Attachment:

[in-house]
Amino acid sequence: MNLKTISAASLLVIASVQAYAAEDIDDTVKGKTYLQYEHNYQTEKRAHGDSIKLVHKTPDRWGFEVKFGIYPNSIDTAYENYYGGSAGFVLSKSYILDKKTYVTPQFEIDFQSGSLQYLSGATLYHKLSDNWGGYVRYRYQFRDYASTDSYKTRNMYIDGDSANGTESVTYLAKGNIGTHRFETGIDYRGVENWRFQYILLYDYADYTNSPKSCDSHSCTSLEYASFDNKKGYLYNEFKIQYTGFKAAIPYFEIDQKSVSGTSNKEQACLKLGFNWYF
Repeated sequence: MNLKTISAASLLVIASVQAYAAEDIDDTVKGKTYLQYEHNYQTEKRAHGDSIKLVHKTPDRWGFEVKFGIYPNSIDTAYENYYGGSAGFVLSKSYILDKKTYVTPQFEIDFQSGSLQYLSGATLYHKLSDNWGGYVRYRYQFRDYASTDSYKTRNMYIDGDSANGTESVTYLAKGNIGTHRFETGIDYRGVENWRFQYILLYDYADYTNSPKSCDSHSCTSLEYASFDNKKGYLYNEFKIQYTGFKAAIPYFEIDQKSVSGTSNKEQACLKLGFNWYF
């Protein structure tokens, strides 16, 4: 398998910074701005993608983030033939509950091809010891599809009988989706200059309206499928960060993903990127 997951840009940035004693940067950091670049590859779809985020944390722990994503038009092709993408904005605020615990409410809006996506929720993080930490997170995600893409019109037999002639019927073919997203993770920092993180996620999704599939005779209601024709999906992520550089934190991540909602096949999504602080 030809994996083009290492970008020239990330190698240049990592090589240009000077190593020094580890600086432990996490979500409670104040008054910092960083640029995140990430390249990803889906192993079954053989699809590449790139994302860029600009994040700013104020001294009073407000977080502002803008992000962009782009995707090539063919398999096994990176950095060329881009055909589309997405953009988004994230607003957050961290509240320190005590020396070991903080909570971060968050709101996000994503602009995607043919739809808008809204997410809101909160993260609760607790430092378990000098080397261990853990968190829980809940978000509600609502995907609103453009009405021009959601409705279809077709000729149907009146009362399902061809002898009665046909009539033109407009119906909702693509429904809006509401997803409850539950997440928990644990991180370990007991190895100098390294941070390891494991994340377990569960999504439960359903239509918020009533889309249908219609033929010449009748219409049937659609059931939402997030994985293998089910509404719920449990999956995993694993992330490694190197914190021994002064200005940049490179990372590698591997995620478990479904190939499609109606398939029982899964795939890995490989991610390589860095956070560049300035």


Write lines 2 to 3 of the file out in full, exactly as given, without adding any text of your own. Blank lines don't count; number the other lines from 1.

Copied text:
Amino acid sequence: MNLKTISAASLLVIASVQAYAAEDIDDTVKGKTYLQYEHNYQTEKRAHGDSIKLVHKTPDRWGFEVKFGIYPNSIDTAYENYYGGSAGFVLSKSYILDKKTYVTPQFEIDFQSGSLQYLSGATLYHKLSDNWGGYVRYRYQFRDYASTDSYKTRNMYIDGDSANGTESVTYLAKGNIGTHRFETGIDYRGVENWRFQYILLYDYADYTNSPKSCDSHSCTSLEYASFDNKKGYLYNEFKIQYTGFKAAIPYFEIDQKSVSGTSNKEQACLKLGFNWYF
Repeated sequence: MNLKTISAASLLVIASVQAYAAEDIDDTVKGKTYLQYEHNYQTEKRAHGDSIKLVHKTPDRWGFEVKFGIYPNSIDTAYENYYGGSAGFVLSKSYILDKKTYVTPQFEIDFQSGSLQYLSGATLYHKLSDNWGGYVRYRYQFRDYASTDSYKTRNMYIDGDSANGTESVTYLAKGNIGTHRFETGIDYRGVENWRFQYILLYDYADYTNSPKSCDSHSCTSLEYASFDNKKGYLYNEFKIQYTGFKAAIPYFEIDQKSVSGTSNKEQACLKLGFNWYF